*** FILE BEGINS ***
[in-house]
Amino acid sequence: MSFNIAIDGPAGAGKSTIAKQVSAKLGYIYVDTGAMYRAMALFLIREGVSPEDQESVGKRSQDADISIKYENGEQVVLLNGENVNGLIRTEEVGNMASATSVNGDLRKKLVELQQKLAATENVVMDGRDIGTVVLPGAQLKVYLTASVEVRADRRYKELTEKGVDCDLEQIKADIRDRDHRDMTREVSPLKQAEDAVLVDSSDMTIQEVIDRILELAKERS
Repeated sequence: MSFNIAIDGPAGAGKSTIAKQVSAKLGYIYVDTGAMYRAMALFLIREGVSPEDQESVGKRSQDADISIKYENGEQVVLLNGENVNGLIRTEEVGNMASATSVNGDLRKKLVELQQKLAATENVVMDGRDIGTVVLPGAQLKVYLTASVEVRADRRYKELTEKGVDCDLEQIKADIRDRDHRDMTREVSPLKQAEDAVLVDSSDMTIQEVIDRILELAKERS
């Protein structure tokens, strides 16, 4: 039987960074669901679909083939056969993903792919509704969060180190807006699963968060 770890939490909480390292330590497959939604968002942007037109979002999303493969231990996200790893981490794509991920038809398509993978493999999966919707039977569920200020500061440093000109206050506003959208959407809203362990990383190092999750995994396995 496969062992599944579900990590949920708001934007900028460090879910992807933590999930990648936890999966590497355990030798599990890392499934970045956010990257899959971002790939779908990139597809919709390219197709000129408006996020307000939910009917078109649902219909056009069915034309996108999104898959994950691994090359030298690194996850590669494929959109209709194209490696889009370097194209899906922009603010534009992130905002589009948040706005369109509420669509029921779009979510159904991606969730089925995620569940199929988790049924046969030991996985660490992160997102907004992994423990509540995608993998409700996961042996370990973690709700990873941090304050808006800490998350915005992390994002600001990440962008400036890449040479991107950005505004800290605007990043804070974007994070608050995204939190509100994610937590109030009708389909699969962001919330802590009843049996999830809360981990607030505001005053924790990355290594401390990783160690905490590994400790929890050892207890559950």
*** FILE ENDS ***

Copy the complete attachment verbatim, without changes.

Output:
[in-house]
Amino acid sequence: MSFNIAIDGPAGAGKSTIAKQVSAKLGYIYVDTGAMYRAMALFLIREGVSPEDQESVGKRSQDADISIKYENGEQVVLLNGENVNGLIRTEEVGNMASATSVNGDLRKKLVELQQKLAATENVVMDGRDIGTVVLPGAQLKVYLTASVEVRADRRYKELTEKGVDCDLEQIKADIRDRDHRDMTREVSPLKQAEDAVLVDSSDMTIQEVIDRILELAKERS
Repeated sequence: MSFNIAIDGPAGAGKSTIAKQVSAKLGYIYVDTGAMYRAMALFLIREGVSPEDQESVGKRSQDADISIKYENGEQVVLLNGENVNGLIRTEEVGNMASATSVNGDLRKKLVELQQKLAATENVVMDGRDIGTVVLPGAQLKVYLTASVEVRADRRYKELTEKGVDCDLEQIKADIRDRDHRDMTREVSPLKQAEDAVLVDSSDMTIQEVIDRILELAKERS
């Protein structure tokens, strides 16, 4: 039987960074669901679909083939056969993903792919509704969060180190807006699963968060 770890939490909480390292330590497959939604968002942007037109979002999303493969231990996200790893981490794509991920038809398509993978493999999966919707039977569920200020500061440093000109206050506003959208959407809203362990990383190092999750995994396995 496969062992599944579900990590949920708001934007900028460090879910992807933590999930990648936890999966590497355990030798599990890392499934970045956010990257899959971002790939779908990139597809919709390219197709000129408006996020307000939910009917078109649902219909056009069915034309996108999104898959994950691994090359030298690194996850590669494929959109209709194209490696889009370097194209899906922009603010534009992130905002589009948040706005369109509420669509029921779009979510159904991606969730089925995620569940199929988790049924046969030991996985660490992160997102907004992994423990509540995608993998409700996961042996370990973690709700990873941090304050808006800490998350915005992390994002600001990440962008400036890449040479991107950005505004800290605007990043804070974007994070608050995204939190509100994610937590109030009708389909699969962001919330802590009843049996999830809360981990607030505001005053924790990355290594401390990783160690905490590994400790929890050892207890559950």